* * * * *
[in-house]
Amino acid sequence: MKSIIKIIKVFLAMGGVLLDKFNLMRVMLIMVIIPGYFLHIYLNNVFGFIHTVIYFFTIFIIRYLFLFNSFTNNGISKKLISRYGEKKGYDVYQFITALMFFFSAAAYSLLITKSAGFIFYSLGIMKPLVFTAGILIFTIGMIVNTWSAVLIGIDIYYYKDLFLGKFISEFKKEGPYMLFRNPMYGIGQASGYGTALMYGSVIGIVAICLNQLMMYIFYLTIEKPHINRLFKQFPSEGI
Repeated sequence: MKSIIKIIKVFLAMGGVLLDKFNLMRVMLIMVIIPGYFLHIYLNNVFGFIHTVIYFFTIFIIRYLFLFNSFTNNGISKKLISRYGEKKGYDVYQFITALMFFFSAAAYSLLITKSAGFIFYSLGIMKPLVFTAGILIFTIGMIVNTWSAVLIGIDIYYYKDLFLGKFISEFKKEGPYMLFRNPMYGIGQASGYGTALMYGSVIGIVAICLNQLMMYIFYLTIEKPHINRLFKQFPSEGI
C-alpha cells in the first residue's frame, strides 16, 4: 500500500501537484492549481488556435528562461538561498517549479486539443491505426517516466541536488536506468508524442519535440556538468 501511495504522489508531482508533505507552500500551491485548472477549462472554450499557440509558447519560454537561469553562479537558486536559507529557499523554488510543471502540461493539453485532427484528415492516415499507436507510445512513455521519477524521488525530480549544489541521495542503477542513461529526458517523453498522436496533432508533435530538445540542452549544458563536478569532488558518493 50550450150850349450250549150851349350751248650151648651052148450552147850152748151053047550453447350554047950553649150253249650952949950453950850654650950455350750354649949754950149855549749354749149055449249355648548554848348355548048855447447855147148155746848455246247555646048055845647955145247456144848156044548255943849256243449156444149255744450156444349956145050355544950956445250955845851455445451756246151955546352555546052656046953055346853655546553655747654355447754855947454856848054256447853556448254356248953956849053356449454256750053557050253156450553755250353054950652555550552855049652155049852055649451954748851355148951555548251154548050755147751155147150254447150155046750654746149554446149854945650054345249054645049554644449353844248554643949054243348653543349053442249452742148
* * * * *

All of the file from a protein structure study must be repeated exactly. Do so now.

[in-house]
Amino acid sequence: MKSIIKIIKVFLAMGGVLLDKFNLMRVMLIMVIIPGYFLHIYLNNVFGFIHTVIYFFTIFIIRYLFLFNSFTNNGISKKLISRYGEKKGYDVYQFITALMFFFSAAAYSLLITKSAGFIFYSLGIMKPLVFTAGILIFTIGMIVNTWSAVLIGIDIYYYKDLFLGKFISEFKKEGPYMLFRNPMYGIGQASGYGTALMYGSVIGIVAICLNQLMMYIFYLTIEKPHINRLFKQFPSEGI
Repeated sequence: MKSIIKIIKVFLAMGGVLLDKFNLMRVMLIMVIIPGYFLHIYLNNVFGFIHTVIYFFTIFIIRYLFLFNSFTNNGISKKLISRYGEKKGYDVYQFITALMFFFSAAAYSLLITKSAGFIFYSLGIMKPLVFTAGILIFTIGMIVNTWSAVLIGIDIYYYKDLFLGKFISEFKKEGPYMLFRNPMYGIGQASGYGTALMYGSVIGIVAICLNQLMMYIFYLTIEKPHINRLFKQFPSEGI
C-alpha cells in the first residue's frame, strides 16, 4: 500500500501537484492549481488556435528562461538561498517549479486539443491505426517516466541536488536506468508524442519535440556538468 501511495504522489508531482508533505507552500500551491485548472477549462472554450499557440509558447519560454537561469553562479537558486536559507529557499523554488510543471502540461493539453485532427484528415492516415499507436507510445512513455521519477524521488525530480549544489541521495542503477542513461529526458517523453498522436496533432508533435530538445540542452549544458563536478569532488558518493 50550450150850349450250549150851349350751248650151648651052148450552147850152748151053047550453447350554047950553649150253249650952949950453950850654650950455350750354649949754950149855549749354749149055449249355648548554848348355548048855447447855147148155746848455246247555646048055845647955145247456144848156044548255943849256243449156444149255744450156444349956145050355544950956445250955845851455445451756246151955546352555546052656046953055346853655546553655747654355447754855947454856848054256447853556448254356248953956849053356449454256750053557050253156450553755250353054950652555550552855049652155049852055649451954748851355148951555548251154548050755147751155147150254447150155046750654746149554446149854945650054345249054645049554644449353844248554643949054243348653543349053442249452742148